Today’s Wine: 2011 1er Cru Morey Saint-Denis

100% Pinot Noir; 13% ABV

The 2011 1er Cru Morey Saint-Denis is medium ruby in color and quite youthful in appearance. Given some time to blossom in the glass, the wine opens with aromas of medium (+) intensity and a nose of cherry, cranberry, stemmy strawberry, rose, forest floor, truffle, underbrush, olive, eucalyptus, menthol, mint, and crushed stone. Meanwhile the flavors are also of medium (+) intensity and the palate showcases notes of bing cherry, black raspberry, strawberry, dried plum, violet, olive, forest floor, eucalyptus, green pepper, and mineral. This dry red is light- to medium-bodied with medium (+) acidity, light tannin, medium alcohol, and a long finish. Very good quality and certainly showing the green notes of the vintage and stem inclusion.

Price: $150. I think this is a pretty solid price-point and offers decent value in the realm of red Burgundy. While the 2011 vintage can be overbearingly green in some wines, I think this handles it well and comes across rather memorable. It’s intense, complex, and should be long-lived. If you try to steer clear of greener wines, though, this might not be your thing.

My Favorite Aligoté to Date

Today’s Story: Domaine Roulot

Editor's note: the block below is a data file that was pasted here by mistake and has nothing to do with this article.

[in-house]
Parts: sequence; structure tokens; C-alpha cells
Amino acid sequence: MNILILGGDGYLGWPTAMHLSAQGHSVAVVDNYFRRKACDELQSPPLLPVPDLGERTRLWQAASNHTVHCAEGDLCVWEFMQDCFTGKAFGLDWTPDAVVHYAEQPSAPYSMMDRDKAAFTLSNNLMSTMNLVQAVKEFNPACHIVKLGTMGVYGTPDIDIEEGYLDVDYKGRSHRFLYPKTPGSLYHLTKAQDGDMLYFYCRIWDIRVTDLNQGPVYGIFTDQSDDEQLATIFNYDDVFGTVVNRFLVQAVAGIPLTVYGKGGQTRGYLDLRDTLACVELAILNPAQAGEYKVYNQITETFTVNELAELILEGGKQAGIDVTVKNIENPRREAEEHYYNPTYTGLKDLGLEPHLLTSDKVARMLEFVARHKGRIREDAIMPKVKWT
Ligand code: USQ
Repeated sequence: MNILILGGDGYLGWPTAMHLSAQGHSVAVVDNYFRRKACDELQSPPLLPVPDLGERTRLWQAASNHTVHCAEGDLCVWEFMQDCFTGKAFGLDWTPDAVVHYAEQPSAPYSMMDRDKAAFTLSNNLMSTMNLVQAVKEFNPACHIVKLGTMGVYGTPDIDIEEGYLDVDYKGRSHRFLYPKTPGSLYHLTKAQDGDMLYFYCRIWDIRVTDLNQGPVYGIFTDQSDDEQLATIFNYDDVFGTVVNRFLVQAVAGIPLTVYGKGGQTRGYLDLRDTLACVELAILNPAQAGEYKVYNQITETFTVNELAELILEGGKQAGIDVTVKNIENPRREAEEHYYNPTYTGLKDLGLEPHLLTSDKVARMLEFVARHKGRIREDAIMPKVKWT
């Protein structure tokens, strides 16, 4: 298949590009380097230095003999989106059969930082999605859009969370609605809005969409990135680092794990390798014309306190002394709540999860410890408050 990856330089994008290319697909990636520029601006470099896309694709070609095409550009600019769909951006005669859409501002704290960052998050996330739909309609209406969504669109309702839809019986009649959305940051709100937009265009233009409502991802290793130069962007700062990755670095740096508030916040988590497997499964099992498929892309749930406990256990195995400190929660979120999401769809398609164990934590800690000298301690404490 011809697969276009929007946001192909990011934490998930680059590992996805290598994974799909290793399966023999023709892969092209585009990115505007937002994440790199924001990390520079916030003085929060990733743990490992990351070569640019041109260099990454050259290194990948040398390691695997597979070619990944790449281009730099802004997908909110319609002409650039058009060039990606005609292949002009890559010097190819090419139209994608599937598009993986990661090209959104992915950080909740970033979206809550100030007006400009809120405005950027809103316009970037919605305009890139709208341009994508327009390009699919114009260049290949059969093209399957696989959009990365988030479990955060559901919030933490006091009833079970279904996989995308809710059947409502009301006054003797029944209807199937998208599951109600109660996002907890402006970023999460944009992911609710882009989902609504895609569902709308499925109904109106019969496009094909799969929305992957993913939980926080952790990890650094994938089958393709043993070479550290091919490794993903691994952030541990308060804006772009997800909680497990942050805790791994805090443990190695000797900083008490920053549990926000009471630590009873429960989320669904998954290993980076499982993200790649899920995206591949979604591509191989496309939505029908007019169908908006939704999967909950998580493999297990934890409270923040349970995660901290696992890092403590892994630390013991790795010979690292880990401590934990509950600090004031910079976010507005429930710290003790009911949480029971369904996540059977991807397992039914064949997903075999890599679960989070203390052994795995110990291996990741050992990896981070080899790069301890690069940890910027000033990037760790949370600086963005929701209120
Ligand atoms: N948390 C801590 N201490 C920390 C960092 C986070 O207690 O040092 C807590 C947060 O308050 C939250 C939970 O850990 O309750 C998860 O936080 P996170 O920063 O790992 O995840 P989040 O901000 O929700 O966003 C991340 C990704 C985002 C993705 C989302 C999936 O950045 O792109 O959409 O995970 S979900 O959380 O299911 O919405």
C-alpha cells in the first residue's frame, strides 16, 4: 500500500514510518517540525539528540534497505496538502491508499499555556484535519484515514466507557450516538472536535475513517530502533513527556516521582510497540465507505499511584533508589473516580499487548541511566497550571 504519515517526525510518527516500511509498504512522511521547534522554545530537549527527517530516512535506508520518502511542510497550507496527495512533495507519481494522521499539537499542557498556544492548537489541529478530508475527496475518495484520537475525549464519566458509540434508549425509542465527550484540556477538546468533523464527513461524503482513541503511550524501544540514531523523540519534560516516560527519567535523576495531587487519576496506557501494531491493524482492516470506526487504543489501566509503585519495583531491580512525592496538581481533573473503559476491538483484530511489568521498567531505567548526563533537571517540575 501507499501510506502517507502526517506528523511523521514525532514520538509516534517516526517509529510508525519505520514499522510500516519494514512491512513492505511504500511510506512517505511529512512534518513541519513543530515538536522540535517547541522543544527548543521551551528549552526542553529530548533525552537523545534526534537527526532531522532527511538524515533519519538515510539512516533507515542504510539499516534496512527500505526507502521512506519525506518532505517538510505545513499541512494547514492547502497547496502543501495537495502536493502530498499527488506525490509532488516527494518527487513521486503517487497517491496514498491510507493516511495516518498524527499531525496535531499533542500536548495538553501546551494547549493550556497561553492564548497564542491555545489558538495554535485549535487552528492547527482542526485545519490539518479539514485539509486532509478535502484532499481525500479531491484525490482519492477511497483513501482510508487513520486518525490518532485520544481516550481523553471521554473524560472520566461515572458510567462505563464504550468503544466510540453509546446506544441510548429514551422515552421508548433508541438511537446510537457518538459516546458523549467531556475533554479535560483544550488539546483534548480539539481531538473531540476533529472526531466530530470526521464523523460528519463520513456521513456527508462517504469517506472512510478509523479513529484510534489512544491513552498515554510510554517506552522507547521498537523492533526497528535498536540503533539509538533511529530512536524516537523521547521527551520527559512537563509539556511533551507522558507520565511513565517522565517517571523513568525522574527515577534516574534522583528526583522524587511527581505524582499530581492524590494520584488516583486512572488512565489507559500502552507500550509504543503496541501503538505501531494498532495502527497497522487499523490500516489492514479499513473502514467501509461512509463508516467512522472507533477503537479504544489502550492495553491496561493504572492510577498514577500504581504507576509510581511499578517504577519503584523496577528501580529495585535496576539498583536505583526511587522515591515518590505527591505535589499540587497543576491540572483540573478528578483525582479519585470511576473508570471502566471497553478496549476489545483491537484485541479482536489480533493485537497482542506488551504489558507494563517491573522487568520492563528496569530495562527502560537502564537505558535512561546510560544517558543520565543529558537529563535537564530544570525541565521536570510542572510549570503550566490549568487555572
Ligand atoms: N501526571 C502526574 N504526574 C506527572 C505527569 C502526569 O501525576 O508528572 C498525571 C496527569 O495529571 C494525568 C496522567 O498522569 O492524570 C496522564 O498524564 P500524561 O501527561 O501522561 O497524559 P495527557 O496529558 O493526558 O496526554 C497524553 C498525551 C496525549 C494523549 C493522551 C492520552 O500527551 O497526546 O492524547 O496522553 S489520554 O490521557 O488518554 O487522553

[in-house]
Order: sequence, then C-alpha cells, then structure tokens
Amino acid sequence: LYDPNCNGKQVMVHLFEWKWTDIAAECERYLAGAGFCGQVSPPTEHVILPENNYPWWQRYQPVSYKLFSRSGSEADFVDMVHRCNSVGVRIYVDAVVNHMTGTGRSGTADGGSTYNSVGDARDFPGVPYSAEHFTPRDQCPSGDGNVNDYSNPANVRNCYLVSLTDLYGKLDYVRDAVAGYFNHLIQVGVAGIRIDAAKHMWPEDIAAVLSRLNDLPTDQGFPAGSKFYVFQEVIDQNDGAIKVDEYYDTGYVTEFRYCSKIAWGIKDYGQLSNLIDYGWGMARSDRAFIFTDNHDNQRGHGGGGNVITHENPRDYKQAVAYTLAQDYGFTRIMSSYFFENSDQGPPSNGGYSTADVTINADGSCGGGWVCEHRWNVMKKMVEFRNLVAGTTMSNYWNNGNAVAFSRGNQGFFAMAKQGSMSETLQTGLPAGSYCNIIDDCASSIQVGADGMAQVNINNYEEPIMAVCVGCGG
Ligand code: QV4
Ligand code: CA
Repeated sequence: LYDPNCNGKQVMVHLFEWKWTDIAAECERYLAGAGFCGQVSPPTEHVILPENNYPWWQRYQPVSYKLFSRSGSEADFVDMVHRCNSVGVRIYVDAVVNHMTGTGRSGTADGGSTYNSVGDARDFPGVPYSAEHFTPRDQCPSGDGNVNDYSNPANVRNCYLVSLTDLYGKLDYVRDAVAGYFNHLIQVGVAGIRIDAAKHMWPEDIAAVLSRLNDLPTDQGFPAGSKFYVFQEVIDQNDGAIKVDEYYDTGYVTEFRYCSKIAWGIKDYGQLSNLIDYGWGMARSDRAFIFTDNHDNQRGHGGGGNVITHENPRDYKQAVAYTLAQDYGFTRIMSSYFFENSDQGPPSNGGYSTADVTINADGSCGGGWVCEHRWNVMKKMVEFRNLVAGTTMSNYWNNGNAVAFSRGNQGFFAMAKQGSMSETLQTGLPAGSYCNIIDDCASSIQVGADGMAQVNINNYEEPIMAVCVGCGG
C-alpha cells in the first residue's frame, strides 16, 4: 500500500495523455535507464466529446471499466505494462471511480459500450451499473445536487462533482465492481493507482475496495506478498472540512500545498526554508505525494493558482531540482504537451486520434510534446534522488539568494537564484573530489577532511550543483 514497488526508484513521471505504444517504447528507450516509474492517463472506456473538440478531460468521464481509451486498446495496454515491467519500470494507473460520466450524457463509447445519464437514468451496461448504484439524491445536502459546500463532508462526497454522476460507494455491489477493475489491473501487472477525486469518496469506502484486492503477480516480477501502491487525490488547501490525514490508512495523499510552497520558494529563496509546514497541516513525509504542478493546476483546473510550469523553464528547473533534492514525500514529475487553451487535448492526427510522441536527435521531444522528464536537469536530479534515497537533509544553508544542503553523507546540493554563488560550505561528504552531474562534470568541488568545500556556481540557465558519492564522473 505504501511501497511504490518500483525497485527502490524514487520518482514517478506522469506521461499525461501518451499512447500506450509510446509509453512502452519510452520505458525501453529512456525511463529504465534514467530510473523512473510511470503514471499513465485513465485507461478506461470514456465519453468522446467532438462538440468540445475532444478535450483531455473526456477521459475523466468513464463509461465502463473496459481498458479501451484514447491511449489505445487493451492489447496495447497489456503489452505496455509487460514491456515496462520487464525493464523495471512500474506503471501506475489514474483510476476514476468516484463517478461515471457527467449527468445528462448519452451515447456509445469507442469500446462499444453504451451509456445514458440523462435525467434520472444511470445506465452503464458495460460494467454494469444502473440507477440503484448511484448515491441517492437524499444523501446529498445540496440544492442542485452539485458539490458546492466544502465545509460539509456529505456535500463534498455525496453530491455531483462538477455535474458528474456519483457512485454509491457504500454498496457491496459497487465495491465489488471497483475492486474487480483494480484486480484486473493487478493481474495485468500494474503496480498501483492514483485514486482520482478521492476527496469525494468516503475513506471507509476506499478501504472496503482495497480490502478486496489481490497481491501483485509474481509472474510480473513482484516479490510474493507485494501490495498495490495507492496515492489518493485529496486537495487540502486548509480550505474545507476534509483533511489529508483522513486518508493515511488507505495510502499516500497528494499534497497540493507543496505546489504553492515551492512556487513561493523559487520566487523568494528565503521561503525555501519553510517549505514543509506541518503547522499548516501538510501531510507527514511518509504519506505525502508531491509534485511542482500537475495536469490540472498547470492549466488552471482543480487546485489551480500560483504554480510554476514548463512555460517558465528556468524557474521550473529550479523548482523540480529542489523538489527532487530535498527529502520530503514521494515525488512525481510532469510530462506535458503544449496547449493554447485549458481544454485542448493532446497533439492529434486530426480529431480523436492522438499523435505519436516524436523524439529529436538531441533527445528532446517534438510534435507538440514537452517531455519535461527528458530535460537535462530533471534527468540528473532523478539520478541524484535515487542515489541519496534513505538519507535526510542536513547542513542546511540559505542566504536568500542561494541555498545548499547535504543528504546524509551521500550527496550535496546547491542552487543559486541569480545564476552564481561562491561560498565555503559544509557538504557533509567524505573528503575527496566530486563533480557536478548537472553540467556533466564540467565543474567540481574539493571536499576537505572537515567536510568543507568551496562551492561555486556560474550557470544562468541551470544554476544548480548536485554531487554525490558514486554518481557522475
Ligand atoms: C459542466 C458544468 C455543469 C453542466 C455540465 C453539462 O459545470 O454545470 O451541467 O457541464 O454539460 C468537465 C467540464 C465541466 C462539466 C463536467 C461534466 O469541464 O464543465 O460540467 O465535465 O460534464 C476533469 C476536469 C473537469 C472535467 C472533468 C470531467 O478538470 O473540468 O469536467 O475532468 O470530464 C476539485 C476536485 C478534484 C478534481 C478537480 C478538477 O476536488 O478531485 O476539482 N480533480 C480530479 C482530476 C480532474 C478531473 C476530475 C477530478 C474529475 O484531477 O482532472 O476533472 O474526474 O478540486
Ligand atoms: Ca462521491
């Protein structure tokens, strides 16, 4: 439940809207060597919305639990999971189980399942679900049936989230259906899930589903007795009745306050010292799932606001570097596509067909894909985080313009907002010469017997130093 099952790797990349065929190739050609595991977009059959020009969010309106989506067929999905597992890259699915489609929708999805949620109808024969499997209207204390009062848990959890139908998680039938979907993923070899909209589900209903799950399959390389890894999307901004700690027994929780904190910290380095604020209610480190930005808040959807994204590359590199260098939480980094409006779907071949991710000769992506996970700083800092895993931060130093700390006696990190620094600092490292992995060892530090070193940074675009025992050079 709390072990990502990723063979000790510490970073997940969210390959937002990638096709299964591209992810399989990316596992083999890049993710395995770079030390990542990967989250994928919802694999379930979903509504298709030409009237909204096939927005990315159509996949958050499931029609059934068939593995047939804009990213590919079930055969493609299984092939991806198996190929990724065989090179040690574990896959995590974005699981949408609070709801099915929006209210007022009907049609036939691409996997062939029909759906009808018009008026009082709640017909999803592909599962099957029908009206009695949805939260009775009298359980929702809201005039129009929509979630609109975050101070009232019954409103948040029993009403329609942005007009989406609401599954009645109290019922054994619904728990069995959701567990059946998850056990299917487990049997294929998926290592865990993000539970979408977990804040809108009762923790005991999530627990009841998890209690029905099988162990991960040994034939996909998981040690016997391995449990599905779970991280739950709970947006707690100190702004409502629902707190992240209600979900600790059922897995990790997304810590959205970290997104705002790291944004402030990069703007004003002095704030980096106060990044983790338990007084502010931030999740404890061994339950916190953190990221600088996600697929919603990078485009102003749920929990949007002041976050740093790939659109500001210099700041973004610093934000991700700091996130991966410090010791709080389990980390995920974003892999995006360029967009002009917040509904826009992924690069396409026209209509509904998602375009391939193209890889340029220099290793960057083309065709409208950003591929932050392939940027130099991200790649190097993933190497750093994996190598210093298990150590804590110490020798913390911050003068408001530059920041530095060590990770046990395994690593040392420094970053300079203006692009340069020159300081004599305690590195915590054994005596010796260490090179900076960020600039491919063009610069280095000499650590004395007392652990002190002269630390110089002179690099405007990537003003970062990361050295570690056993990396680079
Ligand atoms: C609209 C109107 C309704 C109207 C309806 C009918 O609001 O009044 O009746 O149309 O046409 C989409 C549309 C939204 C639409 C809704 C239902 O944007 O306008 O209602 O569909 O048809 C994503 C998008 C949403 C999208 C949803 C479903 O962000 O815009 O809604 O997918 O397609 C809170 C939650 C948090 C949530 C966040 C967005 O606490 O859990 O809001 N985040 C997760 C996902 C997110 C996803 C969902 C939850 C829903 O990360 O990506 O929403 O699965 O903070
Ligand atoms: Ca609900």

Domaine Roulot is a renowned Burgundy wine estate situated in the village of Meursault in the Côte de Beaune sub-region. Though Roulot’s history dates back to at least 1830 when Guillaume Roulot registered as a vigneron, the modern domaine traces its roots more directly to a 1930 founding and growing success following WWII under Guy Roulot. Guy came into some vineyard property through his marriage to Geneviève Coche, though he quickly set about purchasing additional vineyard parcels of village and 1er Cru classifications. Unique at the time, Guy vinified and bottled his wines by single vineyard, also mastering the lieu-dit practice of bottling a named vineyard without its own “legal” classification within the larger village. Guy made some of the greatest white Burgundy at the time, even later having his 1973 Meursault Charmes place second for the white wines at the Judgment of Paris in 1976. Sadly, Guy passed away suddenly and far too soon in 1982 and left his domaine in a precarious situation since his son Jean-Marc was in Paris studying acting. Though Domaine Roulot had several winemakers come in until Jean-Marc returned home, it wasn’t until 1989 when he fully took the reigns.